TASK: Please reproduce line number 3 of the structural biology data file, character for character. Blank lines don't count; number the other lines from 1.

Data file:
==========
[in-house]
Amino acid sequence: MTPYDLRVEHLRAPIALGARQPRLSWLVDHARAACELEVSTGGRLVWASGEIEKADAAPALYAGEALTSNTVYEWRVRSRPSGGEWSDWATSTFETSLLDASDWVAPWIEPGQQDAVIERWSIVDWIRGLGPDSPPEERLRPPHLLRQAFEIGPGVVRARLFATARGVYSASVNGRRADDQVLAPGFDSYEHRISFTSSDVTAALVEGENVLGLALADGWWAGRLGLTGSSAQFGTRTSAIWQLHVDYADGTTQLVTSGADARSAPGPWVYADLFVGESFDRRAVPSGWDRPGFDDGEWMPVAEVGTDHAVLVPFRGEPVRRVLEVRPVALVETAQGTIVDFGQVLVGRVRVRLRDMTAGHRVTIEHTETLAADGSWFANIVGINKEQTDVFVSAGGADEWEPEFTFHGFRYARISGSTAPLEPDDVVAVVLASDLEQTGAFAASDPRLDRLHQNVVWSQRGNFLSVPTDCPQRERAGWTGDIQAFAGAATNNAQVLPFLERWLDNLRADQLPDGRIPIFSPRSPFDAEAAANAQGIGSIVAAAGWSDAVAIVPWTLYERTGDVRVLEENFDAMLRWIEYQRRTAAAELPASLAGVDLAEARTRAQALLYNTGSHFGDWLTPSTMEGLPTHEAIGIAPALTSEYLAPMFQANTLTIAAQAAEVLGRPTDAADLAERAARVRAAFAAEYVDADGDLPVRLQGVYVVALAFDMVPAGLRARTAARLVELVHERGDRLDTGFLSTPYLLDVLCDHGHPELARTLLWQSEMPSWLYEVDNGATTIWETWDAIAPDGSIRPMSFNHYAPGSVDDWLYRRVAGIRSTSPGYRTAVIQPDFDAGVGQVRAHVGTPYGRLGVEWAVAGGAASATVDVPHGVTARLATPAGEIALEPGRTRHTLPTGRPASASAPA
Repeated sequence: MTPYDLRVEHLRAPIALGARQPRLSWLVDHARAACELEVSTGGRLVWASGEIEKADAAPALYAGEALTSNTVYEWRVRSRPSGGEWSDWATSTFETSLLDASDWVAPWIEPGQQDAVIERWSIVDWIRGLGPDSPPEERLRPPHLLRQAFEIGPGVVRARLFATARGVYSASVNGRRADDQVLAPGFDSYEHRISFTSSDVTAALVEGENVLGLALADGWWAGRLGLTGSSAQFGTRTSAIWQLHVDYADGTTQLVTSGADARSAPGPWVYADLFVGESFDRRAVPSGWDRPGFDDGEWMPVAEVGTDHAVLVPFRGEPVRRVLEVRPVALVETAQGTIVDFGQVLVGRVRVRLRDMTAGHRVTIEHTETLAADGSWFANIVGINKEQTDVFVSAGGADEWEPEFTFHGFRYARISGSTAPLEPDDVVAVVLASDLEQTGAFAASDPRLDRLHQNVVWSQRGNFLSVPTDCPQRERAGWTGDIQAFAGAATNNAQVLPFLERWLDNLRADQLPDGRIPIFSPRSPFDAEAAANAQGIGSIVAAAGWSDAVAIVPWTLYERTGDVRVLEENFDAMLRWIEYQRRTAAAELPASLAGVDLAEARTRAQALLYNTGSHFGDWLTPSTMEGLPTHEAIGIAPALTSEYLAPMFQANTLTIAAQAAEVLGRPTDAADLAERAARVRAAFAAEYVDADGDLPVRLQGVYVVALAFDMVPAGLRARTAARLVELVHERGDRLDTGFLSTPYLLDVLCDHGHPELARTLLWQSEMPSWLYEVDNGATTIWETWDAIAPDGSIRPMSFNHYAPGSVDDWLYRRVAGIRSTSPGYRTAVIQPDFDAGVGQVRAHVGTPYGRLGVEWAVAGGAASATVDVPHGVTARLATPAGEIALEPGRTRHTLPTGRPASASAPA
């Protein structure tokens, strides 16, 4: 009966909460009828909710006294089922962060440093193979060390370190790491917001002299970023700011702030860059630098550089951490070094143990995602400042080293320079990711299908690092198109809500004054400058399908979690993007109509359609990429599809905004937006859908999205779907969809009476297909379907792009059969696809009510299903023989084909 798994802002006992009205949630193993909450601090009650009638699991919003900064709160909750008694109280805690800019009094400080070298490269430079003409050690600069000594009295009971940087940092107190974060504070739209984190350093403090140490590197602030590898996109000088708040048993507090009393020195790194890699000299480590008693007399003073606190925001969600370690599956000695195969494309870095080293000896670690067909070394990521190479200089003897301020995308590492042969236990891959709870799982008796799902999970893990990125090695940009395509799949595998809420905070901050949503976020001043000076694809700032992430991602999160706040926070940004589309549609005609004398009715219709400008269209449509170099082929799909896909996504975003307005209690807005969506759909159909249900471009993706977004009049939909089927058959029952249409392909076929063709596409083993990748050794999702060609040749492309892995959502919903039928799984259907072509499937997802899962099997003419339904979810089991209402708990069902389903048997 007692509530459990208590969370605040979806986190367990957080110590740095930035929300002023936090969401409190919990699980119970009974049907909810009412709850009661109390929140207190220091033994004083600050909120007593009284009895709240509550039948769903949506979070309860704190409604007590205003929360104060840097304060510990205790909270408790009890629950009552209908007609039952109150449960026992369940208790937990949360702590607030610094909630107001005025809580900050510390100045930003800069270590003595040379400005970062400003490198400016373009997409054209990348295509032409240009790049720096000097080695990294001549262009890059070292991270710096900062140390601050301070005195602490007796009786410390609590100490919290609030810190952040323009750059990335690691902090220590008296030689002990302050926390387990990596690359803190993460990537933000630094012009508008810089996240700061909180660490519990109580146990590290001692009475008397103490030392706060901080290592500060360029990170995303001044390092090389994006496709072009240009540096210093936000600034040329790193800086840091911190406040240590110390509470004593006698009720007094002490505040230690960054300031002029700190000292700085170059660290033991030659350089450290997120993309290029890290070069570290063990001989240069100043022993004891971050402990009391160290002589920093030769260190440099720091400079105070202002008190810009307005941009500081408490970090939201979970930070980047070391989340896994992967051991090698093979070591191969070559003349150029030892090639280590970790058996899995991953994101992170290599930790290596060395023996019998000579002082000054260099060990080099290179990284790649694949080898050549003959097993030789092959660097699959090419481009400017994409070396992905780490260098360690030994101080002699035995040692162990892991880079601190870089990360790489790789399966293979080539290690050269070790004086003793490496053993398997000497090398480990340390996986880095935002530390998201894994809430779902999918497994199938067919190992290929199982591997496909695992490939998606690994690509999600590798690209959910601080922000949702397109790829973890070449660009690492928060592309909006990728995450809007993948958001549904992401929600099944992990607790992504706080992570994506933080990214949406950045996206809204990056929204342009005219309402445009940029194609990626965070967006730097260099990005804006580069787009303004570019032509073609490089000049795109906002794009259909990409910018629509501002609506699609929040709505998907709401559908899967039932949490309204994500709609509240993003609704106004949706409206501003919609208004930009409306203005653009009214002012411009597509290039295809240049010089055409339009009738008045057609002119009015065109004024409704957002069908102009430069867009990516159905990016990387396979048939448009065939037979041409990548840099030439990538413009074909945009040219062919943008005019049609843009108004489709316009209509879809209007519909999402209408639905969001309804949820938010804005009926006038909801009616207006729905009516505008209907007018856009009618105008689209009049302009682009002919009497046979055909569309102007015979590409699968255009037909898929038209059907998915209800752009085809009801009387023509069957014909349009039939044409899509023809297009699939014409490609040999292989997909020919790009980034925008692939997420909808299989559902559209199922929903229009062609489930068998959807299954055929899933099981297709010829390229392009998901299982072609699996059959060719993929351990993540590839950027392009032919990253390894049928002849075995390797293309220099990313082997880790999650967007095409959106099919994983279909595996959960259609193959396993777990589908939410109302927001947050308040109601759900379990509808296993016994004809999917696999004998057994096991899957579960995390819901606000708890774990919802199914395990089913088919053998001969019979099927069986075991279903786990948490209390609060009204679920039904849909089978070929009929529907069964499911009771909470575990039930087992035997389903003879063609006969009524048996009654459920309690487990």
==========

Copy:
Repeated sequence: MTPYDLRVEHLRAPIALGARQPRLSWLVDHARAACELEVSTGGRLVWASGEIEKADAAPALYAGEALTSNTVYEWRVRSRPSGGEWSDWATSTFETSLLDASDWVAPWIEPGQQDAVIERWSIVDWIRGLGPDSPPEERLRPPHLLRQAFEIGPGVVRARLFATARGVYSASVNGRRADDQVLAPGFDSYEHRISFTSSDVTAALVEGENVLGLALADGWWAGRLGLTGSSAQFGTRTSAIWQLHVDYADGTTQLVTSGADARSAPGPWVYADLFVGESFDRRAVPSGWDRPGFDDGEWMPVAEVGTDHAVLVPFRGEPVRRVLEVRPVALVETAQGTIVDFGQVLVGRVRVRLRDMTAGHRVTIEHTETLAADGSWFANIVGINKEQTDVFVSAGGADEWEPEFTFHGFRYARISGSTAPLEPDDVVAVVLASDLEQTGAFAASDPRLDRLHQNVVWSQRGNFLSVPTDCPQRERAGWTGDIQAFAGAATNNAQVLPFLERWLDNLRADQLPDGRIPIFSPRSPFDAEAAANAQGIGSIVAAAGWSDAVAIVPWTLYERTGDVRVLEENFDAMLRWIEYQRRTAAAELPASLAGVDLAEARTRAQALLYNTGSHFGDWLTPSTMEGLPTHEAIGIAPALTSEYLAPMFQANTLTIAAQAAEVLGRPTDAADLAERAARVRAAFAAEYVDADGDLPVRLQGVYVVALAFDMVPAGLRARTAARLVELVHERGDRLDTGFLSTPYLLDVLCDHGHPELARTLLWQSEMPSWLYEVDNGATTIWETWDAIAPDGSIRPMSFNHYAPGSVDDWLYRRVAGIRSTSPGYRTAVIQPDFDAGVGQVRAHVGTPYGRLGVEWAVAGGAASATVDVPHGVTARLATPAGEIALEPGRTRHTLPTGRPASASAPA